Date: prev next · Thread: first prev next last
2012 Archives by date, by thread · List index

Hello Pedro,

Le Wed, 8 Feb 2012 06:47:05 -0800 (PST),
Pedro <> a écrit :

Hi again Charles

Charles-H.Schulz wrote

Do you have examples? I'd be happy to hear about them, I'm sure we
work in a very similar fashion...

Of course. Here is an excellent one

You don't work in a similar fashion ;)

I think we do. And I think some terms may not be very accurately used
here. What this thread says -and I took the time not to just look at
the thread but at the other areas of the project as well- is that
developers listen to user feedback. And that's probably a good thing to
do although some people might disagree (cf. Henry Ford); yet listening
to user feedback hardly makes up a democracy. It's user feedback. In
some cases it might be a case of "nice customer service". But it does
not help that much. I'll explain myself. 

Let me describe to you what I called limited democracy here, and I'll
also give you links of small and less small FOSS projects that
implement meritocracy and are by no ways democracies (other than
"limited" democracies). 

A FOSS project mainly produces code. Its sole reason, in fact, is to
produce code; whether someone pays for it or manages to be a guru at
product strategy and marketing so well he can even entrance hackers in
its "Reality Distortion Field" is another question. FOSS projects
produce code. Then, around that rough code you have another categories
of contributors: the QA testers, the localizers, the documentation
writers, the marketers (no particular order here); sometimes you have
the extension developers as well. All these people do something very
specific: they contribute to the project. Granted it might not only be
code, but that's beside the point. They contribute and they make the
project. The reason they contribute might be completely unknown to you,
or there might be as many reasons as you will find for each
contributor. It's good sometimes to question or to know what's the
"general reason" to contribute from one or two active contributors, but
it's not always necessary. Back to our contributors; they form the
active people who push the project forward, heck, they are the project
themselves. But because each of them might contribute for various and
sometimes opposite reasons, any of them, sometimes even all of them or
a good majority of them, will stop contributing; conversely, they might
even increase their contribution. If you stick to the original line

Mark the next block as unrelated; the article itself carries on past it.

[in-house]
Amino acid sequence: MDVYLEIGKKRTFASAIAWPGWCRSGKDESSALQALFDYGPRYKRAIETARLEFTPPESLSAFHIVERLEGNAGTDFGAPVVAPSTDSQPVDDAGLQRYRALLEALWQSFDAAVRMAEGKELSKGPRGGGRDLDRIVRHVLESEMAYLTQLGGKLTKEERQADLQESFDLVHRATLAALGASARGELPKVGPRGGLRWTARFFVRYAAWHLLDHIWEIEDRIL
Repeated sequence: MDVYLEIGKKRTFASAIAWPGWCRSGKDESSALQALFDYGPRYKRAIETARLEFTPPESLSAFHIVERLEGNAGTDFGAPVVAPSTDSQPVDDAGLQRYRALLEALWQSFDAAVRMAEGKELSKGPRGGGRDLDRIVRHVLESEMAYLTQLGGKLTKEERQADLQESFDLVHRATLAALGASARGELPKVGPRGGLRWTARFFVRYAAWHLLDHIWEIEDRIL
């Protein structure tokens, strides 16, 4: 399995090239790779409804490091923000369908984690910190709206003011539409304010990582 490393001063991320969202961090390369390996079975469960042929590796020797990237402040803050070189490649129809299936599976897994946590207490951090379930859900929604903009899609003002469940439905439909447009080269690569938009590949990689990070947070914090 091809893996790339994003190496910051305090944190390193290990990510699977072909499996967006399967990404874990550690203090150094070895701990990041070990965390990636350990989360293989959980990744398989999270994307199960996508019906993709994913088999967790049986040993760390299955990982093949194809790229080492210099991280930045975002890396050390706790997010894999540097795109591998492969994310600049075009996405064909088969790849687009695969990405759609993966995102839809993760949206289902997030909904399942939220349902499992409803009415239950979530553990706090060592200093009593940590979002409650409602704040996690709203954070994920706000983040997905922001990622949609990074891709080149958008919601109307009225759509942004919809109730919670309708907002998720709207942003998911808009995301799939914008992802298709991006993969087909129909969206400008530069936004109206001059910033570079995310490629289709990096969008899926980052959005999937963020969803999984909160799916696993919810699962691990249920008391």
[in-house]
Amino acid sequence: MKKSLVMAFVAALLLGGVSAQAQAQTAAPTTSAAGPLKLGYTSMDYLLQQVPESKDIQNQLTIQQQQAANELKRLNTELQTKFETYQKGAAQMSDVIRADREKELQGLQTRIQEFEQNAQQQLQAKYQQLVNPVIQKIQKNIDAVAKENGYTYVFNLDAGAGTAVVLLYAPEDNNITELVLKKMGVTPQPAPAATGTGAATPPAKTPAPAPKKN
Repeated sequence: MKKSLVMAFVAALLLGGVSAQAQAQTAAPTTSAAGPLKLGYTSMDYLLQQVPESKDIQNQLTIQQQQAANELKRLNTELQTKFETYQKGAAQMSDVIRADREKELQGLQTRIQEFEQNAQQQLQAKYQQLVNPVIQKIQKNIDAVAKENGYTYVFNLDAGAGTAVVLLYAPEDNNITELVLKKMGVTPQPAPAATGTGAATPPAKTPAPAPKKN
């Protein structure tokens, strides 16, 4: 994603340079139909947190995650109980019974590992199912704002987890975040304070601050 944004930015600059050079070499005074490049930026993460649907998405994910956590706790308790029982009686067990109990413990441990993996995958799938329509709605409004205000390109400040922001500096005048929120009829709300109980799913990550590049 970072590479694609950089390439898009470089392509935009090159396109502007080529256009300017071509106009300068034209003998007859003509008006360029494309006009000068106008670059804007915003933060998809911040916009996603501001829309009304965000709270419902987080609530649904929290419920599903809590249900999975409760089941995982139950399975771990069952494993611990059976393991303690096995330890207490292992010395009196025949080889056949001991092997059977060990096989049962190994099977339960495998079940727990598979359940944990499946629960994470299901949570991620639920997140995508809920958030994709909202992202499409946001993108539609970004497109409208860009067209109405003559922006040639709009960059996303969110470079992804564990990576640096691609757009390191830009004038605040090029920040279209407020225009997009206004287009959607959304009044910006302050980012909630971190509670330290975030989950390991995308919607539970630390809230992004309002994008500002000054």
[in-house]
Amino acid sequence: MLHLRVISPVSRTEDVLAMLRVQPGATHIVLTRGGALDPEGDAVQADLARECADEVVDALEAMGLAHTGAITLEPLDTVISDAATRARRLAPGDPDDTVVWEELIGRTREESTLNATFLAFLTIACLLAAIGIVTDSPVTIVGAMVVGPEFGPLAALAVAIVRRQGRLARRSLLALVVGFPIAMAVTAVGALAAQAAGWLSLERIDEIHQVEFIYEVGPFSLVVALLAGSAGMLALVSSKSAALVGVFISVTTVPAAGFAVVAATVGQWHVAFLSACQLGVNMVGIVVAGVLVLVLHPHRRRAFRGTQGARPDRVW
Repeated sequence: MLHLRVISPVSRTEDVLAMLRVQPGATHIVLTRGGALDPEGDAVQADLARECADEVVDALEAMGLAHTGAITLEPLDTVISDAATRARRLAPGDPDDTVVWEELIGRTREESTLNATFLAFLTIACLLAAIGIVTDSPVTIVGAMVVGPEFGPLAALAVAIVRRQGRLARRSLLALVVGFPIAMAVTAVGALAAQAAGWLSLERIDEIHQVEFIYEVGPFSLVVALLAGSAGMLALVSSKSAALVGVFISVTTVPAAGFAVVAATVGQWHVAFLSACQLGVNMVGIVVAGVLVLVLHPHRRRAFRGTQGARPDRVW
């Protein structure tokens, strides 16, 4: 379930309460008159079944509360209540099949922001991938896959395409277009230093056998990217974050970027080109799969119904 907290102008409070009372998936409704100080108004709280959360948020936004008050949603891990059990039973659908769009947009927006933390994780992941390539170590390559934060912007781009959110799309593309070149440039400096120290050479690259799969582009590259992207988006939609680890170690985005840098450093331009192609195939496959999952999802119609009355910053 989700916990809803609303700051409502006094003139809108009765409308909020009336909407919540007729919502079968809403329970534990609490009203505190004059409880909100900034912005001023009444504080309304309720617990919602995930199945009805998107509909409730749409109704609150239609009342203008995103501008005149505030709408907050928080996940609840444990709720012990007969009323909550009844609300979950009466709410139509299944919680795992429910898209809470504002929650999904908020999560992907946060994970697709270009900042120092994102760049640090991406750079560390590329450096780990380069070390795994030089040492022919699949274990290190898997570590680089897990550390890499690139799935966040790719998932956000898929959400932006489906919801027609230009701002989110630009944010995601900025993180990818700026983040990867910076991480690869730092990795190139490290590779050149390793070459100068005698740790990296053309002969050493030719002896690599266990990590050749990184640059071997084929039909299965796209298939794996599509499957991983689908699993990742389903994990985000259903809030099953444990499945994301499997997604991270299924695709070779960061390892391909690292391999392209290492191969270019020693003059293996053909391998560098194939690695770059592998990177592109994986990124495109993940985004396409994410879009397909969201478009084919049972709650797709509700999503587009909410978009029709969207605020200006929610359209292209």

from Eric Raymond (the Cathedral and the Bazaar, a must read), the
reason any developer would contribute is because he/she'd like to
"scratch an itch". Granted that scratch might be for hire or is already
funded, but that's besides the point. 

In the end, it's the people who make the software (and distribute it,
promote it) who call the shots. They call the shots because they get to
"make" the software at various levels. So it's a meritocracy because
it's a "do-ocracy" in a sense.  The good news here is that it makes up
for quite a lot of people. The not so good news in a sense, is that
"mere" users, by which I mean "passive" users, who do not contribute
anything in terms of code, tests, localization, documentation,
dictionaries, pamphlets, designs, etc. are only left with one choice:
to use the software if they like it, or to stop using it. The only
reason is not that it's not a democracy, it's just that they don't have
the power to act on the software project unless they adopt or reject

There is also a more subtle good part in this: no user is barred to
join the contributors' ranks; and when this user actually does, he'll
have a say as long as he remains a contributor. 

There are projects who do not formally formalize too much who
specifically are their contributors. Some others do. The Document
Foundation does formalize it to the extent that it is our contributors
who "own the foundation" and nobody else does. It's not just in our
social contract or an unwritten assumption, it's legal . There are
rather broad criteria to define what a contributor is and does (our
bylaws and statutes define them) and anyone who qualifies become thus a
member of the foundation with rather large " political" rights. In this
sense we have democracy. But FOSS projects do not run on open and
democratic structure; they run on transparent and agreed processes,
with an free and open source code at their core. 

Hope this helps, and sorry for the long email,
Charles-H. Schulz
Member of the Board of Directors,
The Document Foundation.

Unsubscribe instructions: E-mail to
Posting guidelines + more:
List archive:
All messages sent to this list will be publicly archived and cannot be deleted


Privacy Policy | Impressum (Legal Info) | Copyright information: Unless otherwise specified, all text and images on this website are licensed under the Creative Commons Attribution-Share Alike 3.0 License. This does not include the source code of LibreOffice, which is licensed under the Mozilla Public License (MPLv2). "LibreOffice" and "The Document Foundation" are registered trademarks of their corresponding registered owners or are in actual use as trademarks in one or more countries. Their respective logos and icons are also subject to international copyright laws. Use thereof is explained in our trademark policy.